Sunset Park celebrated Hispanic Heritage Month for dozens of children at the neighborhood’s Brooklyn Public Library (BPL) branch, 5108 Fourth Avenue on Friday, October 13.
Entertainment group Tango for Kids contributed to the fun with “A Tango for Tita,” a show in Spanish and English sponsored by Apple Bank, that featured singing, dancing, puppets, and lessons about diversity.
The show is about a girl who dreams of dancing the tango and traveling around the world.
Branch manager of Sunset’s BPL Roxanna Benavides discussed the importance of holding such an event. “We are really a diverse community and we really try to represent in our programming all the different and diverse groups that are in Sunset Park,” she explained. “We come from so many other countries and we come to America to contribute to the American culture also. It’s important for the community to be reflected in the programming that we do. The way we do that is through cultural events.”
Branch Manager for Bay Ridge’s Apple Bank, 7145 Fifth Avenue, Margaret Pagan stated that the bank’s partnership with the BPL is vital to several communities. “Wherever there is a library, we are there to participate in events and we also give out goodies,” she said. “I’ve lived in Sunset Park and Bay Ridge, The library has come so far since I was a kid. This branch I find is the busiest of all the branches I’ve been to so far. This is a good location. There’s great participation for the kids. This is a great community event. This area is a melting pot. We have so many nationalities so it’s great to support each other.”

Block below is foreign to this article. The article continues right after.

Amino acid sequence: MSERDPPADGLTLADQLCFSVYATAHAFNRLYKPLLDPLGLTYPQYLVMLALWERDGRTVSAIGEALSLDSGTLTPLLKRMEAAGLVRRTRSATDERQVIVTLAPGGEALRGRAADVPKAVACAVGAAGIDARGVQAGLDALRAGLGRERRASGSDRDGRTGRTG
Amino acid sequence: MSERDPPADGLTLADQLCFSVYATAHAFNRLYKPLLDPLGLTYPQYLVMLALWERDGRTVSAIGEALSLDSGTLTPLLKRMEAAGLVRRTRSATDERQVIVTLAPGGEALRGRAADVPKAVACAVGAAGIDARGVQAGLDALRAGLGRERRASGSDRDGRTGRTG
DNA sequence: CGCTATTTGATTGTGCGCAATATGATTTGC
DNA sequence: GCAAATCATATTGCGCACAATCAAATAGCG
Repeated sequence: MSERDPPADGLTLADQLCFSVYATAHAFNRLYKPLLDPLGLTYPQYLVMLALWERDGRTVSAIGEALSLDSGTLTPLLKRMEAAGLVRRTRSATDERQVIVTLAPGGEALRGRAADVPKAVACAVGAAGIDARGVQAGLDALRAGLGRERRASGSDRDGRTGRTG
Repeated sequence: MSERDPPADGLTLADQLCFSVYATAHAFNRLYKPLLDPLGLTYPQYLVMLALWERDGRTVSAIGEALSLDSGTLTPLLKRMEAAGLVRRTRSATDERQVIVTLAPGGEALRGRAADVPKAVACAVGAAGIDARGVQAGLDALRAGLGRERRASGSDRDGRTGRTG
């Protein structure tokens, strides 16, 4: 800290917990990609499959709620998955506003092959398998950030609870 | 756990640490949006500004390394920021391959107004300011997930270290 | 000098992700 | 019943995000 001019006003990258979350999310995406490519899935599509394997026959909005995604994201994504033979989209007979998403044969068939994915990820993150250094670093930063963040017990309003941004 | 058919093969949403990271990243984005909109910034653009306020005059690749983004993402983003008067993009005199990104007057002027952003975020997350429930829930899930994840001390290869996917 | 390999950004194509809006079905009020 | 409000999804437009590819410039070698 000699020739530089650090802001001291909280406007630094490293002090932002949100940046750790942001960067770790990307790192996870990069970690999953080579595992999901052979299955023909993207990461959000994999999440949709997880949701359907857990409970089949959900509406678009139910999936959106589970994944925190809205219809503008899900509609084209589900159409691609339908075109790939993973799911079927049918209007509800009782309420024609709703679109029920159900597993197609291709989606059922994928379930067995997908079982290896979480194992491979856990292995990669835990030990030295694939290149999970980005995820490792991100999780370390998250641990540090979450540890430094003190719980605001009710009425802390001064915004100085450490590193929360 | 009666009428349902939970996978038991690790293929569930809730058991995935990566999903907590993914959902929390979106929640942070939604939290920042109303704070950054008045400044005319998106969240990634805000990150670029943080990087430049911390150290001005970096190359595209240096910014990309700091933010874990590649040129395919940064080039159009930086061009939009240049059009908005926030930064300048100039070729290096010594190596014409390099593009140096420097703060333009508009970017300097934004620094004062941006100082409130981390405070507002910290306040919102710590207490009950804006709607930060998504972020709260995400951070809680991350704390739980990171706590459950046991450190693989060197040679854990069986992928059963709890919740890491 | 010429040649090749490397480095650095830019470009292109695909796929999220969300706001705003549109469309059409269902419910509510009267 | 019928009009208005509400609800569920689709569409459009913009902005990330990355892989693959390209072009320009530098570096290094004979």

“As a city, when we get to celebrate this month of Hispanic heritage in Sunset Park, it’s beautiful because we all get to celebrate it together — Chinese families, Arab American families, Italian families — and we all get to celebrate it under this one roof at the library,” said Councilmember Carlos Menchaca, who showed up to watch the show and interact with the kids. “It is more than just books in Sunset Park. It’s about uniting families around culture, language and heritage and it’s just that much more special here in Sunset.”
One of the show’s actors, Brooklyn born Ruben Dario Cruz, was thrilled to bring the story to life. “It’s a story of immigrating to a new place and making a life someplace else, not losing your culture or identity but making it part of neighborhood,” he said. “We interacted with these kids the most. They identify with people in the play.”